The alternative to these revealed claims for homes, furnishing and upkeep would be a more expensive burden on the taxpayer and it is hypocritical for the papers not to view that perspective.

The alternative costs

The MPs are probably the equivalent of middle management, I would think that means a 4-star type hotel would be typical which in London could be upwards of GBP 250 per night – spending 100 days in London for parliamentary business would easily add up to the payments they get for a second home.

This does not include meals which would be fully expensed if they were in hotels rather than in their homes at about GBP 50 per head, if these MPs have families they cannot be completely excluded from the wellbeing factor of the MP.

Porn-ed expense

I was amused rather than annoyed when the husband of the Home Secretary put in claims for premium television viewing of pornography. Here we have a man whose wife is out serving the country in London and he at the constituency home tending the roost. In the need for some conjugal fellowship he makes for the less controversial between calling and escort or watching pornography.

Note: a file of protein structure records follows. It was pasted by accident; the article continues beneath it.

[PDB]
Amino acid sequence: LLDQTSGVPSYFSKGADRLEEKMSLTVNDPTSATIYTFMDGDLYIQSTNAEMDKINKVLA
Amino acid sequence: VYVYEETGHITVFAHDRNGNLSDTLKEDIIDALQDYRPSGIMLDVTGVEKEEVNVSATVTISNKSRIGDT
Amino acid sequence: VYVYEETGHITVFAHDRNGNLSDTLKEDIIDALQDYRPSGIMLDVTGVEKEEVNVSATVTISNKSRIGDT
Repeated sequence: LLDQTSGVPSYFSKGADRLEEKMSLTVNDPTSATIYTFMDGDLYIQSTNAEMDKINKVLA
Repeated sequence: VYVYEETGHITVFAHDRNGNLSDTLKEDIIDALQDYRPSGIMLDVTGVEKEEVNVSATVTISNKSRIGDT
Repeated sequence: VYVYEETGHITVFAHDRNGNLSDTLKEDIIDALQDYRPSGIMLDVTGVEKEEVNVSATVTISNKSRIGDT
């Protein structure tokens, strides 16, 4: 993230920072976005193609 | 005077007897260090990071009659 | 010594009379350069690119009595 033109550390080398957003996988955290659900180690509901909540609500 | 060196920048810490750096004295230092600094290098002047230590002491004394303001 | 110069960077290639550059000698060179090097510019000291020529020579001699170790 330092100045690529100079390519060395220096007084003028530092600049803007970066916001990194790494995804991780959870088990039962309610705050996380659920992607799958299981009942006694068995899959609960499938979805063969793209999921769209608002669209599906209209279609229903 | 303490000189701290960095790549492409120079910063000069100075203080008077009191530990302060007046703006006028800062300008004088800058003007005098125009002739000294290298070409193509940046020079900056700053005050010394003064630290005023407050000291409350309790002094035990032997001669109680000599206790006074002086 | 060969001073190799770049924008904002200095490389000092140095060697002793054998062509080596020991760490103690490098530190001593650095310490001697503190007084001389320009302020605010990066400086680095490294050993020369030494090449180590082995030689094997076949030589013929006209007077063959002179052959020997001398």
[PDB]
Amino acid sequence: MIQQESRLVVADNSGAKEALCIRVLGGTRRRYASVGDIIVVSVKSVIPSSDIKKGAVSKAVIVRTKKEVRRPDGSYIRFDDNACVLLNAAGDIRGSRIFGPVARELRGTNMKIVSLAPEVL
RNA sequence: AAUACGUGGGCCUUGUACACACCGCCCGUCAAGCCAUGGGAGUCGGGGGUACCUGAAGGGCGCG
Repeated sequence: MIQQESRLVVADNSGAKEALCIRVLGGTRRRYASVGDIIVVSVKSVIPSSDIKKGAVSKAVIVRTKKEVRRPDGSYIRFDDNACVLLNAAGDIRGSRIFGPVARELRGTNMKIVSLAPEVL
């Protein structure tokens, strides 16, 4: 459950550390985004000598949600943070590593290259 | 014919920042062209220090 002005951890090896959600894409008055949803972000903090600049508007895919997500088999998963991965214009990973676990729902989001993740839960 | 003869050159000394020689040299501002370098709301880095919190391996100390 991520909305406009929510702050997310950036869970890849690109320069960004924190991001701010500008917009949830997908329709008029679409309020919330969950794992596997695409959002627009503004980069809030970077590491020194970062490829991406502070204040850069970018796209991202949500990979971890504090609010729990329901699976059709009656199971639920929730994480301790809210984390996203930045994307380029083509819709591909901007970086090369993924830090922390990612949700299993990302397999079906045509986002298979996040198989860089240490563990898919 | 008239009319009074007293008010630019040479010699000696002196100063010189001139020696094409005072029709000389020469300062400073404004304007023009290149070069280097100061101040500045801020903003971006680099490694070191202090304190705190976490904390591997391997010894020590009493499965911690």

How much sacrifice should a consort have to make in service of fatherland before their needs can be justified? I was amused, definitely not annoyed.

More than just a person

If the standard for expense claims is what an MP needs to do his job, I would add comfortably, because a person serving their constituency in privation and in a less than comfortable environment is not going to an effective MP.